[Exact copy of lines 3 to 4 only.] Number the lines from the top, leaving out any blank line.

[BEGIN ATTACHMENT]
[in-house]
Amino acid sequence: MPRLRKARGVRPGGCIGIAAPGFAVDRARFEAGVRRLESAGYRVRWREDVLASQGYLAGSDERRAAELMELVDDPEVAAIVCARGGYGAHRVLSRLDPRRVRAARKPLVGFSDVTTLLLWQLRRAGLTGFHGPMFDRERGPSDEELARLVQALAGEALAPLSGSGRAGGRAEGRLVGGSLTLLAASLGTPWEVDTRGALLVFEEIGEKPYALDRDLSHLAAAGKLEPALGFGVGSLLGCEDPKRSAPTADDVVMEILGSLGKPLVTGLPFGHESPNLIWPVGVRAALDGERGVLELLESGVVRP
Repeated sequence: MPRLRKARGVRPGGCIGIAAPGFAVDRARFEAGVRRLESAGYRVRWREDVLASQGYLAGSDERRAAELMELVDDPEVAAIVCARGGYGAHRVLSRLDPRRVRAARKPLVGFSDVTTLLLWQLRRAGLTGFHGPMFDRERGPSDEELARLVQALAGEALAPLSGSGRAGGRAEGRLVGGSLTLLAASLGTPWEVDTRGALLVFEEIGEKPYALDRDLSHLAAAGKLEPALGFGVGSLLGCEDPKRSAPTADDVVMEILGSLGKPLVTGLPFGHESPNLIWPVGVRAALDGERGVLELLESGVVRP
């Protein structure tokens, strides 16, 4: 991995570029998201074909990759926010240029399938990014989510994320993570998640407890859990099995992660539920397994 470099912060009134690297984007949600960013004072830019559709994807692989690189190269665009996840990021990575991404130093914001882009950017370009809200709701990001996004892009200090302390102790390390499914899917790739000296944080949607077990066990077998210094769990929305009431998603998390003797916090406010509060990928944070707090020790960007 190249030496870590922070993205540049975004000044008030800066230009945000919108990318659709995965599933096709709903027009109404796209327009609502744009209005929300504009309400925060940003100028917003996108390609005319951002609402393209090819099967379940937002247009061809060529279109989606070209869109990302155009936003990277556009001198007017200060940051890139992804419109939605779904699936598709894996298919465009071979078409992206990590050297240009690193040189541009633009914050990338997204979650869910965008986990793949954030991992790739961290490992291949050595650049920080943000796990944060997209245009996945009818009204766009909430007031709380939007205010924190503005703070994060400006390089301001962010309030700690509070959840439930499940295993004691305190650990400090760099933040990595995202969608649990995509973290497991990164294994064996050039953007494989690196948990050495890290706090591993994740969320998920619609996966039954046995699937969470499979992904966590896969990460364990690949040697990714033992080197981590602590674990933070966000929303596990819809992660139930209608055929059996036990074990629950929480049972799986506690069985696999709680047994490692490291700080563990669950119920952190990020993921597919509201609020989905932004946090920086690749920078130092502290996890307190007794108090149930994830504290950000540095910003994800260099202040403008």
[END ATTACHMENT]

Repeated sequence: MPRLRKARGVRPGGCIGIAAPGFAVDRARFEAGVRRLESAGYRVRWREDVLASQGYLAGSDERRAAELMELVDDPEVAAIVCARGGYGAHRVLSRLDPRRVRAARKPLVGFSDVTTLLLWQLRRAGLTGFHGPMFDRERGPSDEELARLVQALAGEALAPLSGSGRAGGRAEGRLVGGSLTLLAASLGTPWEVDTRGALLVFEEIGEKPYALDRDLSHLAAAGKLEPALGFGVGSLLGCEDPKRSAPTADDVVMEILGSLGKPLVTGLPFGHESPNLIWPVGVRAALDGERGVLELLESGVVRP
């Protein structure tokens, strides 16, 4: 991995570029998201074909990759926010240029399938990014989510994320993570998640407890859990099995992660539920397994 470099912060009134690297984007949600960013004072830019559709994807692989690189190269665009996840990021990575991404130093914001882009950017370009809200709701990001996004892009200090302390102790390390499914899917790739000296944080949607077990066990077998210094769990929305009431998603998390003797916090406010509060990928944070707090020790960007 190249030496870590922070993205540049975004000044008030800066230009945000919108990318659709995965599933096709709903027009109404796209327009609502744009209005929300504009309400925060940003100028917003996108390609005319951002609402393209090819099967379940937002247009061809060529279109989606070209869109990302155009936003990277556009001198007017200060940051890139992804419109939605779904699936598709894996298919465009071979078409992206990590050297240009690193040189541009633009914050990338997204979650869910965008986990793949954030991992790739961290490992291949050595650049920080943000796990944060997209245009996945009818009204766009909430007031709380939007205010924190503005703070994060400006390089301001962010309030700690509070959840439930499940295993004691305190650990400090760099933040990595995202969608649990995509973290497991990164294994064996050039953007494989690196948990050495890290706090591993994740969320998920619609996966039954046995699937969470499979992904966590896969990460364990690949040697990714033992080197981590602590674990933070966000929303596990819809992660139930209608055929059996036990074990629950929480049972799986506690069985696999709680047994490692490291700080563990669950119920952190990020993921597919509201609020989905932004946090920086690749920078130092502290996890307190007794108090149930994830504290950000540095910003994800260099202040403008």